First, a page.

“When it comes to community engagement, we want to ensure that more people are educated about HIV/AIDS,” Chrispin said. “AHF is all about education and awareness, especially to younger generations. You would be surprised to know how many millennials think that HIV/AIDS is no longer an issue. They will say, ‘That’s still a thing?’” HIV and AIDS is very much still a thing and we are living in the middle of an epidemic, especially in South Florida. This may be a tough topic for some, but AHF is committed to continue building strong partnerships with other organizations and government agencies throughout the community to overcome the strong presence of stigma and shame that permeates our community.
Over its three decade history, AHF has heightened its presence as a strong partner in the South Florida community and in local communities across the nation. Throughout South Florida, AHF supports the work of numerous organizations like Latinos Salud, Poverello, and SunServe. Most recently AHF has broadened its outreach and has developed impactful partnerships with the Miami Dolphins, the Urban League of Broward County, the Museum of Discovery and Science, and many local public school systems. Deeply connected to the LGBTQ+ community, AHF continues to be a strong supporter of pride celebrations across the state like Miami Pride and the Wilton Manors Stonewall Pride Parade and Street Festival. As a leading voice in bringing awareness around the fight against AIDS, for the last 14 years, AHF has also produced the annual AIDS Walk & Music Festival that has raised millions of dollars to support 10 organizations in the South Florida community that are working to address the AIDS epidemic locally. This year alone, this event raised close to $2 million.
AHF’s leadership in the community has also been exhibited by its rapid first-response to numerous countries impacted by life-threatening natural disasters. “We helped a lot with the impacted areas of Haiti and Puerto Rico,” Kahane said. “Wherever there is public health crisis, we will try our best to help out. We believe responses to these types of situations can be done much more quickly and efficiently and we will do what we can to help save lives.”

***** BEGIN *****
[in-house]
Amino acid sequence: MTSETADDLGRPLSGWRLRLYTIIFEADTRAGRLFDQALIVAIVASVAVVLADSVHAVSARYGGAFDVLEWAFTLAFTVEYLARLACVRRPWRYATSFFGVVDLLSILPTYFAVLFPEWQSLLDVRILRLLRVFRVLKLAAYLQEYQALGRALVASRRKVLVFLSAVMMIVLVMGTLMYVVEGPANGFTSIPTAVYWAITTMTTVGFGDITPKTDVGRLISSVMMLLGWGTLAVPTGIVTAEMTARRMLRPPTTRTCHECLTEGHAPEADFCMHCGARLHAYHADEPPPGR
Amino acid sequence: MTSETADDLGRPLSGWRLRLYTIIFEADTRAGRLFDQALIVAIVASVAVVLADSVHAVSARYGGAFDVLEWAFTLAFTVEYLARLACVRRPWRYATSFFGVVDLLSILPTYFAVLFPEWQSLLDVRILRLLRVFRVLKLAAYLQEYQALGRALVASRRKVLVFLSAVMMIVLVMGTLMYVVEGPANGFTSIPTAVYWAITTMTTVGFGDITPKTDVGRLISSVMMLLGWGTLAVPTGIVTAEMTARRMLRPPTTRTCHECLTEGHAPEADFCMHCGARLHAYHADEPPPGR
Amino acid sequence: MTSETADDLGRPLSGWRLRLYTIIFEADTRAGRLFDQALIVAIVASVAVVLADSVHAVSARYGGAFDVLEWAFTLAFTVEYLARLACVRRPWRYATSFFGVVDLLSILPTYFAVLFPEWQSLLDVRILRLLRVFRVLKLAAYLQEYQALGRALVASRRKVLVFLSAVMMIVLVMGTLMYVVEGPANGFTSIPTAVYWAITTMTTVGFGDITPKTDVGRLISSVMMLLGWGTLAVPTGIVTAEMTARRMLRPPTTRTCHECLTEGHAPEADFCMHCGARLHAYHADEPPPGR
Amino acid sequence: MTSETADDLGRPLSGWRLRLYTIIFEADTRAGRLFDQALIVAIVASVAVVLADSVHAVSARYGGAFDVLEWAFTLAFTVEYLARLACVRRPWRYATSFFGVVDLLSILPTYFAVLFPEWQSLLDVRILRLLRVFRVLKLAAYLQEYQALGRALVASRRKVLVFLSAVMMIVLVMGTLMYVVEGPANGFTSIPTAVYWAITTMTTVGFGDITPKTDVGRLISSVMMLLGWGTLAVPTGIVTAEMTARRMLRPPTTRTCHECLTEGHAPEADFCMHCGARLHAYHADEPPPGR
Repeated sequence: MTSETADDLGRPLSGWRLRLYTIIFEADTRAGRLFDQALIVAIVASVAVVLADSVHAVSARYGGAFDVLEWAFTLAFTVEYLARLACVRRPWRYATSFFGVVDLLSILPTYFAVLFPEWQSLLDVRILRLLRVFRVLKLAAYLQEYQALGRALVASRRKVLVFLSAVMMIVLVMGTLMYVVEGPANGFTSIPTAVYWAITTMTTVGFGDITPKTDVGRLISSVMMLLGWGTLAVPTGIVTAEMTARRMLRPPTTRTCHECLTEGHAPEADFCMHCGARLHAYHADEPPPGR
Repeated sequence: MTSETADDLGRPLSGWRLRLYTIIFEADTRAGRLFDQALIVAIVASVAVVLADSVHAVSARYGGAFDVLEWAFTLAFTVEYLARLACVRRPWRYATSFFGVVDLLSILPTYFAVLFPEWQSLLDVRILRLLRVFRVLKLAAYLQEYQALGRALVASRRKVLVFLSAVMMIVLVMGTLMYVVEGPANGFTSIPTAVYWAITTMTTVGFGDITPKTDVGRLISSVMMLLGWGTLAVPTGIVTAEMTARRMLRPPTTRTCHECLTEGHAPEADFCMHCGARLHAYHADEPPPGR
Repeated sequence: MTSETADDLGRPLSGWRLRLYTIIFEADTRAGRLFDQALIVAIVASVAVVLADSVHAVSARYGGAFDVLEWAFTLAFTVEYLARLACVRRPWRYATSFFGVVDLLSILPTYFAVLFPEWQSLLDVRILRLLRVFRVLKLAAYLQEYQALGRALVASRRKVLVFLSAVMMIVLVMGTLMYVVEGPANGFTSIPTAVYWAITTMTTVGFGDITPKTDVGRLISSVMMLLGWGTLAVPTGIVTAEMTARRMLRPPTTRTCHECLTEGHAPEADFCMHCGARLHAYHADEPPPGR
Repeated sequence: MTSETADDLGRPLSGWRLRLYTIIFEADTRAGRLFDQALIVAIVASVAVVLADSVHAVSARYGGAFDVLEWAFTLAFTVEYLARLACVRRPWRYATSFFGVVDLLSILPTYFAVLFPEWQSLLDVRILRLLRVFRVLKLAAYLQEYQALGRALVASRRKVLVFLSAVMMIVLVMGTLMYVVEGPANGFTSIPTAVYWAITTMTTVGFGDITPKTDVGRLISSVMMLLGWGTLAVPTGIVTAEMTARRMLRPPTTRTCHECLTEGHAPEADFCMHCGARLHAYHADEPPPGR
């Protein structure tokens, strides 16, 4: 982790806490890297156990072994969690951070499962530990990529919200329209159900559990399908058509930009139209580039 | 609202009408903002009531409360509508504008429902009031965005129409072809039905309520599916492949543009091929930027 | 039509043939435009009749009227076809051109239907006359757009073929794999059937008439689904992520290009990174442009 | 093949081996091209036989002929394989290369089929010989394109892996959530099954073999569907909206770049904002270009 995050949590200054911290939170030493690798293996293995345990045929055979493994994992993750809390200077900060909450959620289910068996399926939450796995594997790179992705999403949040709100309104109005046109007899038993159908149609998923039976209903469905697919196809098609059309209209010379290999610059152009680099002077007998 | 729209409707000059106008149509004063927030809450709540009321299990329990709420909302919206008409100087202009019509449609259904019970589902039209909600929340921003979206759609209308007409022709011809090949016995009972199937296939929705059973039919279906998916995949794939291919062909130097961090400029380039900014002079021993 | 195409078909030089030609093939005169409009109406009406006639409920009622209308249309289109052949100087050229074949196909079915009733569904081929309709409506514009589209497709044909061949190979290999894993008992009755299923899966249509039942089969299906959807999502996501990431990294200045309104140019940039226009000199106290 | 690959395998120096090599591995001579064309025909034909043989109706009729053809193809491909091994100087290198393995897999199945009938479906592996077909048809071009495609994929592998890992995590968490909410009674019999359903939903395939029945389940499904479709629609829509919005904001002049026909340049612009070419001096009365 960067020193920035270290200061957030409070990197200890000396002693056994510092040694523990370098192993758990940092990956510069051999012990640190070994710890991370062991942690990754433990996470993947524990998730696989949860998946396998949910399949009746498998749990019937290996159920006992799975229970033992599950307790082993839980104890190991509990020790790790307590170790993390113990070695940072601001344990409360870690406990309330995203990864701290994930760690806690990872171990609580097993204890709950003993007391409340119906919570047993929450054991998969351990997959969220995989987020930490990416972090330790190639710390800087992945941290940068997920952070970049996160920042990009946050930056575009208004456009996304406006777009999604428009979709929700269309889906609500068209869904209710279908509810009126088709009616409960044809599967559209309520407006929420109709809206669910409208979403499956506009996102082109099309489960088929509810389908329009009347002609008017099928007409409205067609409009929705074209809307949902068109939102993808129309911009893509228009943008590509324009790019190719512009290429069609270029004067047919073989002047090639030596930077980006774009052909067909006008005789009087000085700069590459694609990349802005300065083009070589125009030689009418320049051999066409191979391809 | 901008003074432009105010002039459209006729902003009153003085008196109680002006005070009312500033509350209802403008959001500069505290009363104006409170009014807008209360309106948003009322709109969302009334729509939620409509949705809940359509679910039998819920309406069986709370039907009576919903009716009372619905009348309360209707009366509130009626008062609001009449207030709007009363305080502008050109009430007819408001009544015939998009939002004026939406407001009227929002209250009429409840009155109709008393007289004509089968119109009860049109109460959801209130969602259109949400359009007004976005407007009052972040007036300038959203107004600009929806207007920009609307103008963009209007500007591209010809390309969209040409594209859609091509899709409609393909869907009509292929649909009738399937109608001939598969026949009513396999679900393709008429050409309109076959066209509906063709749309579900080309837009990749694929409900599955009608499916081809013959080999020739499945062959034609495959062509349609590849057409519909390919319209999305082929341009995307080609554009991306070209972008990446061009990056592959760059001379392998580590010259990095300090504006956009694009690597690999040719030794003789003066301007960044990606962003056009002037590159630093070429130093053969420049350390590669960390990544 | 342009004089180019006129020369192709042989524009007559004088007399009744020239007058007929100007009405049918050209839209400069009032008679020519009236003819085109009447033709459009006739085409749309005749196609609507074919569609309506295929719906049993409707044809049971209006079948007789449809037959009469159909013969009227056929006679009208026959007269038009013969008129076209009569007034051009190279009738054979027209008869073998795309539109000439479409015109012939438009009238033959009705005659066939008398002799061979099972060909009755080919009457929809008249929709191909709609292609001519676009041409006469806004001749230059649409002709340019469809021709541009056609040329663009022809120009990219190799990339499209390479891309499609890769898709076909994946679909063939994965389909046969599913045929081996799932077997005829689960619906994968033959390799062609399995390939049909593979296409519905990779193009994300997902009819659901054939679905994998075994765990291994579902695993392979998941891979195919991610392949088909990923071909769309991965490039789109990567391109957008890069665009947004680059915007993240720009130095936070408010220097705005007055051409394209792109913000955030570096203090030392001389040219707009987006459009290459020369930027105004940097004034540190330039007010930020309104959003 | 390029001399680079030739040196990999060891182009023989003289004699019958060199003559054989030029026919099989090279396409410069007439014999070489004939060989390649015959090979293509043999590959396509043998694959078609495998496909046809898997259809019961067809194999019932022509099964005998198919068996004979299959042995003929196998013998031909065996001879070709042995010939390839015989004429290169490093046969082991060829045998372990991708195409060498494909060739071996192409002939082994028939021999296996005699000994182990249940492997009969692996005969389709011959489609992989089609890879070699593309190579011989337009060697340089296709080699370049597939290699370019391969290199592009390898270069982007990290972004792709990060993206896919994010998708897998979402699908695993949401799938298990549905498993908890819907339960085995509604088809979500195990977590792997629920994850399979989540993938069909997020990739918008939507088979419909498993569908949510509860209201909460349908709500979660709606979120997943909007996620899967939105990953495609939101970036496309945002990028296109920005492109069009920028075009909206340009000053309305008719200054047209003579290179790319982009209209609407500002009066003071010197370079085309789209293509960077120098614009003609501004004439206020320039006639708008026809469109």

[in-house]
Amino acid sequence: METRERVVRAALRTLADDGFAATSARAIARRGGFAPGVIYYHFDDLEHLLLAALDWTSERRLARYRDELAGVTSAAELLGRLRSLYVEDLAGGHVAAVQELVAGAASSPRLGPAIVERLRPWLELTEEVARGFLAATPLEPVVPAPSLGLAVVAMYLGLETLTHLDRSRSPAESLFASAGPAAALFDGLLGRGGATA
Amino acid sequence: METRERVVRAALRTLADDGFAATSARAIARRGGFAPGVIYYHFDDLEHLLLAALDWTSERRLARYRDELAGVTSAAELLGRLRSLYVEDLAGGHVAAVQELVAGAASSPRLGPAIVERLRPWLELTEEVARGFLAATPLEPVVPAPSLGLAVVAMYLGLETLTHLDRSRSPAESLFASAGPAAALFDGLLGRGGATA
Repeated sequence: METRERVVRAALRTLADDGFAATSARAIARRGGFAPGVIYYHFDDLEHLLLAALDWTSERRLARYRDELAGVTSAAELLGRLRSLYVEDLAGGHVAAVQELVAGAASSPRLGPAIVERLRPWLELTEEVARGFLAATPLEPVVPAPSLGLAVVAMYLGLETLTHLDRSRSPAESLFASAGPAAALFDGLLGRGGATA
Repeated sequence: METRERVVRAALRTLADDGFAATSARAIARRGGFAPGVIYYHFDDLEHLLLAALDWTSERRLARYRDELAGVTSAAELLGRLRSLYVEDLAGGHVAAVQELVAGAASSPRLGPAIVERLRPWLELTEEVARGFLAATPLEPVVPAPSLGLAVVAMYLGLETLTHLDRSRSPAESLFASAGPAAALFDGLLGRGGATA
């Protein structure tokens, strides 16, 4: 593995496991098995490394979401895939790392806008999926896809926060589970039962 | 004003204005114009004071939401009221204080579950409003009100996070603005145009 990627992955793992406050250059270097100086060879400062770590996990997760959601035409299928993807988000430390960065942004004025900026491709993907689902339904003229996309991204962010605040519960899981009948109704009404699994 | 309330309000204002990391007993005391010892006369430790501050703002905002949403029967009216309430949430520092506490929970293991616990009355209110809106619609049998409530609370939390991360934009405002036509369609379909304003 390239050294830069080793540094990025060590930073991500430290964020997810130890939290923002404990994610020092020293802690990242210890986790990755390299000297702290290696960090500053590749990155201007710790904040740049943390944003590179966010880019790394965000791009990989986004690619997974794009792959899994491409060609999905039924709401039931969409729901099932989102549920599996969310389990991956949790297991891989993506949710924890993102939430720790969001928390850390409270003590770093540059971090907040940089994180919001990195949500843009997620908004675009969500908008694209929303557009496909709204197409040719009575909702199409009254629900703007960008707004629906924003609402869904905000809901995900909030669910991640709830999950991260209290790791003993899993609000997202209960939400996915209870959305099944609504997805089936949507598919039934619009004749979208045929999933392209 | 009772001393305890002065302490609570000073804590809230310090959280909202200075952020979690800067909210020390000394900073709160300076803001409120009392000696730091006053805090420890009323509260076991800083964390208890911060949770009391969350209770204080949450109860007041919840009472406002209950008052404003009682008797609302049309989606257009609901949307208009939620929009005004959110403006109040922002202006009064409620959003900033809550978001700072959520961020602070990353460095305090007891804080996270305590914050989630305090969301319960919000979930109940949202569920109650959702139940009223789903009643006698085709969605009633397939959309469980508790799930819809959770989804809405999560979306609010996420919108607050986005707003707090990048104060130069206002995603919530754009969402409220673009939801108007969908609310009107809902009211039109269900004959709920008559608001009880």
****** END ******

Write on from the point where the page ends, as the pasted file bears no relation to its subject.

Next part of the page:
The impact of AHF in the community doesn’t just focus on the AIDS epidemic. Recognizing the negative impact of the affordable housing crisis that has crippled the nation, AHF recently launched the Healthy Housing Foundation (HHF) powered by AHF, a subsidiary of the organization, which provides decent housing units at an affordable cost to low-income individuals, including families with children, and those previously unsheltered or homeless. The work of HHF was started in Los Angeles with the foundation providing hundreds of units to families dealing with homelessness, to its current project, a multi-unit, low-income apartment building being developed in the Fort Lauderdale community, addressing the dire need for low-income housing in South Florida.
“We believe housing is a human right,” Kahane said. “Obviously, many people do not have access to it, and we are trying our best to try and change that. This is an issue we are passionately working on.”
A Great Place to Work
Not only does AHF impact and change the lives of many people suffering through hard times with HIV/AIDS and other circumstances, but also the organization has a positive impact on its staff. “It makes me feel so good to be involved and to support bigger issues greater than myself,” Chrispin said. “I passionately believe it is important for people to work together, even if you do not agree on the topic. I feel that passion about what it means for us to come together and make things happen. AHF talks about advocacy in so many ways, from healthcare to housing. To be able to work for an organization that literally and figuratively puts themselves on the line to help others, it is amazing.”
Kahane agrees. “To be honest, I was not sure if I initially wanted to be involved,” he said. “It was kind of a bunch of circumstances that illuminated the prospects for me. I saw the incredible work that AHF was doing and they were touching the lives of many people. To have such a positive impact, it really opened my eyes. Everyday I wake up feeling blessed to be able to do this job, and I never felt that way before. Working for AHF truly is a passion.”